Selection will be evaluated on the basis of general Stanford MBA admission criteria, as well as Fellowship-specific criteria. Applicants must demonstrate both financial necessity and strong ties to at least one of 12 Midwestern states.
Within two years of graduation, the three Fellows will be required to return to the Midwest to work in a professional capacity for at least two years to help contribute to the region’s economic vitality.
To be eligible for the fellowship program, students must be U.S. citizens or permanent residents. Those with dual citizenship must also be citizens of the United States. Candidates will demonstrate strong connections and a commitment to improve the economic development of at least one of the following states: Illinois, Indiana, Iowa, Kansas, Michigan, Minnesota, Missouri, Nebraska, North Dakota, Ohio, South Dakota, and Wisconsin.
Defining what’s considered a strong connection to the Midwest includes current residency in one of those states, prior residency for a minimum of three consecutive years in one of those states, or having graduated from high school in the Midwest. Other experiences demonstrating a commitment to the region could also be considered.
Applicants will supply information about their income and assets, including copies of tax returns. Once admitted to the MBA program, Stanford will assess the financial needs of students based on the information provided during the financial aid application process.
Applicants must apply in Round 1, or Round 2 by January 10, 2017. Candidates for Stanford’s MBA program must indicate their interest in the fellowship on their application. Fellows will be selected by May 2017.
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Image credit: Flickr user Carl Wycoff (CC BY 2.0)
September 30, 2016
Nearly two years after breaking ground on its $220 million, state-of-the-art education center known as the Global Hub, Kellogg School of Management has confirmed that the 410,000 square-foot facility is inching toward completion and on track …
Nearly two years after breaking ground on its $220 million, state-of-the-art education center known as the Global Hub, Kellogg School of Management has confirmed that the 410,000 square-foot facility is inching toward completion and on track for an early 2017 inauguration.
The school also reported this week that a gift of $10 million by the Christopher B. Galvin Family Foundation has catapulted Kellogg School of Management’s Transforming Together campaign past $300 million, toward its $350 million goal.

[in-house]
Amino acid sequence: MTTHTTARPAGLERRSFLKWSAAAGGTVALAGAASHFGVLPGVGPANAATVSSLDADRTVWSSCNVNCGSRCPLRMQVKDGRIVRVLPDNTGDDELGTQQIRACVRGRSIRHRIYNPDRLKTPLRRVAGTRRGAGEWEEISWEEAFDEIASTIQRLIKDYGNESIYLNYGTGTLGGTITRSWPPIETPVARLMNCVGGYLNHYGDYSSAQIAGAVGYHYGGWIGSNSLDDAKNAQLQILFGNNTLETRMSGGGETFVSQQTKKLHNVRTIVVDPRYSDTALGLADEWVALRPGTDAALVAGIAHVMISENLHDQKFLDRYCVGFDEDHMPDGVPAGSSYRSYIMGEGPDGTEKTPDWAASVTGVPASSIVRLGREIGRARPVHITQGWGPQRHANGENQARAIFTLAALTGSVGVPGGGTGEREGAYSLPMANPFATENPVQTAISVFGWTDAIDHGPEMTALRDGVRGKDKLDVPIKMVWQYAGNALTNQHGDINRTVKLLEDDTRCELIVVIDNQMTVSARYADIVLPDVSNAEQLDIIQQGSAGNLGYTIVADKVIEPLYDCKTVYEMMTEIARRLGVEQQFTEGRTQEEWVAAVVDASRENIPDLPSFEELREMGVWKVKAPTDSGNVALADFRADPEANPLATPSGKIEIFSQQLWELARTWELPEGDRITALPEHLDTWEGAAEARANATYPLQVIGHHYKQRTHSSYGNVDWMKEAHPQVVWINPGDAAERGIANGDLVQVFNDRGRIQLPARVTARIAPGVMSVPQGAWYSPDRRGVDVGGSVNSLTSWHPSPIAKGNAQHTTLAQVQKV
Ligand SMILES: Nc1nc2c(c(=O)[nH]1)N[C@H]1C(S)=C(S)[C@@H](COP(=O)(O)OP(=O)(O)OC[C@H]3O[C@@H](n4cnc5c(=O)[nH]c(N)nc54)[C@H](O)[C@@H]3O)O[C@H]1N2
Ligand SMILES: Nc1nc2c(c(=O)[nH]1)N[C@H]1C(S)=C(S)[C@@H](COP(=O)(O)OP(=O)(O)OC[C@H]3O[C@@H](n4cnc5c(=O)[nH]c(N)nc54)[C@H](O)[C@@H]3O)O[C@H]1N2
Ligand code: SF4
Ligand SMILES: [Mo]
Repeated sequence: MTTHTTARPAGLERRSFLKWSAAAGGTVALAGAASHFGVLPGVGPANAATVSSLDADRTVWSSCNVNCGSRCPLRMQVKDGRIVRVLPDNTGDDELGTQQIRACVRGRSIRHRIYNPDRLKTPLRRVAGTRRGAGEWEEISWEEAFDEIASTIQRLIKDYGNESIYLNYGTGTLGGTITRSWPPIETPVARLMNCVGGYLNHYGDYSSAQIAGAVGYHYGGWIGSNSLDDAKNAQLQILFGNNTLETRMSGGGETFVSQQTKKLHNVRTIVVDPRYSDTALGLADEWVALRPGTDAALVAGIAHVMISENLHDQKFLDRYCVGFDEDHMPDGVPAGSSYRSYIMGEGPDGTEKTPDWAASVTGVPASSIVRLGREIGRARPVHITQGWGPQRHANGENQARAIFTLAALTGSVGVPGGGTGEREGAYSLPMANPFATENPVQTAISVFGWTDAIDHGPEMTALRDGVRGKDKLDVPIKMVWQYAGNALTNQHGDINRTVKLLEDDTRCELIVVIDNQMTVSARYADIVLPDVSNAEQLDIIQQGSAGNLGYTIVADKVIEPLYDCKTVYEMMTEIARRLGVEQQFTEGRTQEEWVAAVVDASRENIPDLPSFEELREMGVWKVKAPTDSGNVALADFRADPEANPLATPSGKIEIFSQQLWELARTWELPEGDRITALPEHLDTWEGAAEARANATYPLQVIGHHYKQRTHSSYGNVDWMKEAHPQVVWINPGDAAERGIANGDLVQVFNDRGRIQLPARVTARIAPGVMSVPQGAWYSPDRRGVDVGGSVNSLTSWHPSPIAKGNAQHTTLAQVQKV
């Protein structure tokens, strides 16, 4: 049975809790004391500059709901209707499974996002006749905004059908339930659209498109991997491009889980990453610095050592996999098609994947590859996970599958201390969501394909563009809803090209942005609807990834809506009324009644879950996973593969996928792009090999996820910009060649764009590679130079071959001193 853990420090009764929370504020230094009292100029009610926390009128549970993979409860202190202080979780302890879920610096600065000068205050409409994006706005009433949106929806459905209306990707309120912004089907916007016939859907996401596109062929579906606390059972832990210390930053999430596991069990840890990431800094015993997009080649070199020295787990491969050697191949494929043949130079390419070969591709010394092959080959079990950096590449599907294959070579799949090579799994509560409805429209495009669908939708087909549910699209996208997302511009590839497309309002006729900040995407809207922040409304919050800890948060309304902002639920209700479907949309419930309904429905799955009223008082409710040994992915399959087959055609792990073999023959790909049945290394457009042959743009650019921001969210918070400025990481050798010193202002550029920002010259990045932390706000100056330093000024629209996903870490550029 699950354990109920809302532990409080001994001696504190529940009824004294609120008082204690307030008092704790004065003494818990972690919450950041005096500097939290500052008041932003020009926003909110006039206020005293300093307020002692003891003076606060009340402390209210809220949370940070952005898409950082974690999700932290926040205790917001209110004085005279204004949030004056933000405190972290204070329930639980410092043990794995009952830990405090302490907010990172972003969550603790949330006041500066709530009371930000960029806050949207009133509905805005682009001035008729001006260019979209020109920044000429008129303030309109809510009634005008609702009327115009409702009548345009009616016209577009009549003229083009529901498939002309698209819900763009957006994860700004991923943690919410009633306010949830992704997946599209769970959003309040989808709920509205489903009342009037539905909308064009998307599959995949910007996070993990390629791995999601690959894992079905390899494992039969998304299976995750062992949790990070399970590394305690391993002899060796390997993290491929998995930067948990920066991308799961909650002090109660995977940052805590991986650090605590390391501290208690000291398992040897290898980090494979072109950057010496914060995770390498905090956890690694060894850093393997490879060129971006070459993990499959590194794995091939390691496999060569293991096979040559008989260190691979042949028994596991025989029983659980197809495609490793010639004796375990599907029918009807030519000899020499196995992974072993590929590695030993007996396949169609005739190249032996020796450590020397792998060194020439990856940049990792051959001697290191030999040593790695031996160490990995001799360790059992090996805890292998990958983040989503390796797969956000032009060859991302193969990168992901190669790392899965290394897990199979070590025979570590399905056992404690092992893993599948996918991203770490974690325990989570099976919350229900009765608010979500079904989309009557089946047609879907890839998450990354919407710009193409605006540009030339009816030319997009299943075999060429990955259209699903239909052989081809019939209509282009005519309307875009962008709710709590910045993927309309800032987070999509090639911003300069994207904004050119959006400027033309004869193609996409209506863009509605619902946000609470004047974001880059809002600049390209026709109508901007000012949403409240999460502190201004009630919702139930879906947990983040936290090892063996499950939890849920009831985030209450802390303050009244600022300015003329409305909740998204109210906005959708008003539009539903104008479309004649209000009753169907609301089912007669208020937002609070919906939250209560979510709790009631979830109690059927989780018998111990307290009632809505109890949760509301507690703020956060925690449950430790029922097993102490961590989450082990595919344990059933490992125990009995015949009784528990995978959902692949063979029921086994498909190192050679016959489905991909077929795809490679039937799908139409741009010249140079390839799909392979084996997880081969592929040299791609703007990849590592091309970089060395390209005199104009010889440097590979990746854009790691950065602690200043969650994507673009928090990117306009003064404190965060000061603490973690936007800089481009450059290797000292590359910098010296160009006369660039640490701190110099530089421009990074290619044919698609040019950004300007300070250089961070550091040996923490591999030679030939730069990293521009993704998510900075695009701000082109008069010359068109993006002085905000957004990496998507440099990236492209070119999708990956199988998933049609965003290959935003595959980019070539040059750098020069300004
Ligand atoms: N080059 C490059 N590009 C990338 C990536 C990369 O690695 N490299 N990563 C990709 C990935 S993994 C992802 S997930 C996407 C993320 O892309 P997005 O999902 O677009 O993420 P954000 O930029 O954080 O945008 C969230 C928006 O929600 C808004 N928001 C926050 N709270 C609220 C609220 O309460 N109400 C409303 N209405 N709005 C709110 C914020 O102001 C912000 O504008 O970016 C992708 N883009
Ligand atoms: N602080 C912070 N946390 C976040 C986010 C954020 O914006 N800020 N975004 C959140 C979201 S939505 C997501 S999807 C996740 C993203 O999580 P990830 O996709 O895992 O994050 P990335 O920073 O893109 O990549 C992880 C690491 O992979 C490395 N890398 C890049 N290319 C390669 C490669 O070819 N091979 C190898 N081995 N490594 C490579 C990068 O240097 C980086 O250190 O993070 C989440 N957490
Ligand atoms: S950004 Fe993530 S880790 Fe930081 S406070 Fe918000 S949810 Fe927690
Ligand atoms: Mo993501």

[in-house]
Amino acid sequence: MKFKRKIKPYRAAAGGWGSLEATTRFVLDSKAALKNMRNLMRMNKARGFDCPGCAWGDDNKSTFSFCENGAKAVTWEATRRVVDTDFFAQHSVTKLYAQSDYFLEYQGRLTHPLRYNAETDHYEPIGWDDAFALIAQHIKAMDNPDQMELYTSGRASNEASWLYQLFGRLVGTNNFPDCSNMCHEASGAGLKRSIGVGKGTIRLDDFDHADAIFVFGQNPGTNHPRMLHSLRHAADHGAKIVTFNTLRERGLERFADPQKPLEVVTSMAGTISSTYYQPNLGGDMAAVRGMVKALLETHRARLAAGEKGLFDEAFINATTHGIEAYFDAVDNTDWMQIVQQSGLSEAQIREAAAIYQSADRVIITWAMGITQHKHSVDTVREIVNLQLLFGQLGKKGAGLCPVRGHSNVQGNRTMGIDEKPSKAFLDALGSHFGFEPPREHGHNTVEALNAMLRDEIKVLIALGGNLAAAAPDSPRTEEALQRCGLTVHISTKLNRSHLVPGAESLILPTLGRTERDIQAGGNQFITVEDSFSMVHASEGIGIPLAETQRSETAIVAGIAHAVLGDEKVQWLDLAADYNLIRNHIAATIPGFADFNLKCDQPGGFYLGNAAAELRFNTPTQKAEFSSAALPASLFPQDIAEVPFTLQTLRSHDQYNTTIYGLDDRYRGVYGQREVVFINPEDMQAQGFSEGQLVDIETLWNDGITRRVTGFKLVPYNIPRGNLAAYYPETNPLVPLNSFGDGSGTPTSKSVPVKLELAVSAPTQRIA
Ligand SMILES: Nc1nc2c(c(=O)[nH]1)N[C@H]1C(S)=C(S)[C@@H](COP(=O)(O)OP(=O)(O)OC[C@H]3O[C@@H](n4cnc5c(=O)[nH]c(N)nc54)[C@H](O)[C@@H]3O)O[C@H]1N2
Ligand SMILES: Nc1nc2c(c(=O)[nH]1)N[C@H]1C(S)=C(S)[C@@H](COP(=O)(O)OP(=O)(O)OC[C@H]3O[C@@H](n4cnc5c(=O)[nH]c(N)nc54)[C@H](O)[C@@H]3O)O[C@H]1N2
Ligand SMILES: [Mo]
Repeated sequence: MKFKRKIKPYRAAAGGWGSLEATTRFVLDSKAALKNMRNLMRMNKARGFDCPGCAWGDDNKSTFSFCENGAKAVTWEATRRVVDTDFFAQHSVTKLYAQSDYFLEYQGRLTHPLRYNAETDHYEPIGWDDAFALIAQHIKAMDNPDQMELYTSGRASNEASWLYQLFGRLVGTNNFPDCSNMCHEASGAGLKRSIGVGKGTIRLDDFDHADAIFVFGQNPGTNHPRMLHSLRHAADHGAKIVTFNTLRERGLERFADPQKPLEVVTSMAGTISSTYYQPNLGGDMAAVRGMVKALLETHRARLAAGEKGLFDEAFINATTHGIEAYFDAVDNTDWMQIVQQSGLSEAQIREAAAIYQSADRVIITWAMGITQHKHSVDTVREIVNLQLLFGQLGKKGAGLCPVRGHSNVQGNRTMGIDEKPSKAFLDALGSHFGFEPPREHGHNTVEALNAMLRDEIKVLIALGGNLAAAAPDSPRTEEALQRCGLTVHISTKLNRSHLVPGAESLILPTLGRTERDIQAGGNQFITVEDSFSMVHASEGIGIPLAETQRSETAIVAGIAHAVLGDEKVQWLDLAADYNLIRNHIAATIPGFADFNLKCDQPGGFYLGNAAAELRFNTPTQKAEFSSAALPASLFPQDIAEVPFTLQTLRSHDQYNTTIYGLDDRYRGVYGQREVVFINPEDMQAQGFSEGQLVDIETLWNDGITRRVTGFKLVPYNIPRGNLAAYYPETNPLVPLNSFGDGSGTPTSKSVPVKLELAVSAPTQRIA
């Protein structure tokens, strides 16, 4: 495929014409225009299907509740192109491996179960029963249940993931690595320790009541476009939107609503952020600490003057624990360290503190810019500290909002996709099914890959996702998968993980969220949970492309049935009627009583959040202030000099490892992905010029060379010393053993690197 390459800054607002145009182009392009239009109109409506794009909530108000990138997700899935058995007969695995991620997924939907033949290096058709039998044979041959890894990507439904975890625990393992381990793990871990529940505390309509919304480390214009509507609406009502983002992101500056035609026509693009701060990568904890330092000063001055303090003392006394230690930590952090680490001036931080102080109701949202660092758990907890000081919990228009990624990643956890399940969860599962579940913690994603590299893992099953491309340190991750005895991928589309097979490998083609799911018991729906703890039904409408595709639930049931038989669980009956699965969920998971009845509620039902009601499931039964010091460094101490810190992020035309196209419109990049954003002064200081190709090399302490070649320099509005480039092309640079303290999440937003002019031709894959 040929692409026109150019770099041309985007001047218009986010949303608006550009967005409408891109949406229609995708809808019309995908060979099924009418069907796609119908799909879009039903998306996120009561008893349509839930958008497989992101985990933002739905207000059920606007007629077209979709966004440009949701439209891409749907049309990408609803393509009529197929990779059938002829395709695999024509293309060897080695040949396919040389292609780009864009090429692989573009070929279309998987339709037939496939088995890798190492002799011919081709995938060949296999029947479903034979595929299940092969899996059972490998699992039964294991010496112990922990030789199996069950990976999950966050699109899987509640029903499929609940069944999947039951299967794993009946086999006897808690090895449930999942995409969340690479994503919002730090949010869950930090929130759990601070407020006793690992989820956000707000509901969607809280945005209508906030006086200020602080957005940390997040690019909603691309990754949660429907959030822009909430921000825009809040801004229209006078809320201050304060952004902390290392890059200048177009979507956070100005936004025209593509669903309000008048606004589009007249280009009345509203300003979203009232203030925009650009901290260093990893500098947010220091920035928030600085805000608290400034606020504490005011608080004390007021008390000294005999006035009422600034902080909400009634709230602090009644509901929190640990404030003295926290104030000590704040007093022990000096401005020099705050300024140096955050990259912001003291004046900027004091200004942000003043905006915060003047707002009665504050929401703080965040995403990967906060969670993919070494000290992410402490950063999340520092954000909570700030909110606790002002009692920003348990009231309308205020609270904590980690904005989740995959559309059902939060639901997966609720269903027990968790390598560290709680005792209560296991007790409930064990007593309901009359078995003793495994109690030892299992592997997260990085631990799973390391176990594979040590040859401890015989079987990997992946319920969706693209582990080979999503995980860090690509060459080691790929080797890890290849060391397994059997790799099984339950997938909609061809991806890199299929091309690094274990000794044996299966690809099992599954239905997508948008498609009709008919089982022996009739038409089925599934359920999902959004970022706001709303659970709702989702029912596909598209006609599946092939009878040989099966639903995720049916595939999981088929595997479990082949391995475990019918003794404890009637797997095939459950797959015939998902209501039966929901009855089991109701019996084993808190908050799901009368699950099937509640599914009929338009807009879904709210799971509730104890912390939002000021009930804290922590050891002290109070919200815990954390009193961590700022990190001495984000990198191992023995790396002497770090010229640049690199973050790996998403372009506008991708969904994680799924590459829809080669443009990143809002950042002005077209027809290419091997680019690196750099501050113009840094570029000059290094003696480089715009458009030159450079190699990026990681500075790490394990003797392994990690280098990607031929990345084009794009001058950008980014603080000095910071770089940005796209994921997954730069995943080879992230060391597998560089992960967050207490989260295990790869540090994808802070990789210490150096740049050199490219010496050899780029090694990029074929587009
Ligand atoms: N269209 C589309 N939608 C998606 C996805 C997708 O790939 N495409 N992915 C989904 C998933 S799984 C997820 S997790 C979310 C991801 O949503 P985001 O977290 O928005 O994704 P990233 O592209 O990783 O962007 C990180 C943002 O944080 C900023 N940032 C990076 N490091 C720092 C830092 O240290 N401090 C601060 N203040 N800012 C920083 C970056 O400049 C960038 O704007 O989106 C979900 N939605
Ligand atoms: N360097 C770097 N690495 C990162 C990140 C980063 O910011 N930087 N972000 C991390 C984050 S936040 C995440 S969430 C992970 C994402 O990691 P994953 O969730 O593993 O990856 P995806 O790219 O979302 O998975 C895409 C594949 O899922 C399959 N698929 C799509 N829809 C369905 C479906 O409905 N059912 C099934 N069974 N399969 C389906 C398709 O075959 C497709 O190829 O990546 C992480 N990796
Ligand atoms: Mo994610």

The Galvin gift also pushed Northwestern University past the $3 billion mark in its “We Will” campaign. In honor of his notable contribution, the school will name the Global Hub’s new Design Wing along with a conference center within the wing after the Galvin Family.
“This is an opportunity to give back,” says Christopher B. Galvin ’77, former chairman and CEO of Motorola Inc. “Kellogg played an important role in my career, especially in my post-Motorola investing and business management.” Several members of the Galvin family have also received degrees from Northwestern.
“The Galvin family’s gift is testimony to their profound and lasting commitment to Kellogg ideals,” said Kellogg Dean Sally Blount when announcing the news. “It is an especially fitting tribute that the Design Wing will be named for them. The Galvins are a family of innovators, entrepreneurs, and investors, and the new space will invite tomorrow’s business leaders to work together to solve relevant, real-world issues in new ways. We are so grateful for their support.”
Special features of Kellogg’s new home include flexible classrooms and common spaces that can accommodate any teaching style or requirement. Office layout and locations will promote cross-functional connection and collaboration, and its emphasis on green technology and energy conservation ensures the building’s long-term sustainability and efficiency.
The Global Hub offers many capabilities and amenities, the most unique being the flexibility of its classrooms and communal spaces. Each classroom can become flat, tiered, divided or expanded to meet the varied goals of faculty year after year.
“We designed a building that’s adaptable so that as technology and programs change in the future, the building can adapt with those needs,” said Leann Paul, Kellogg’s lead project manager for the building.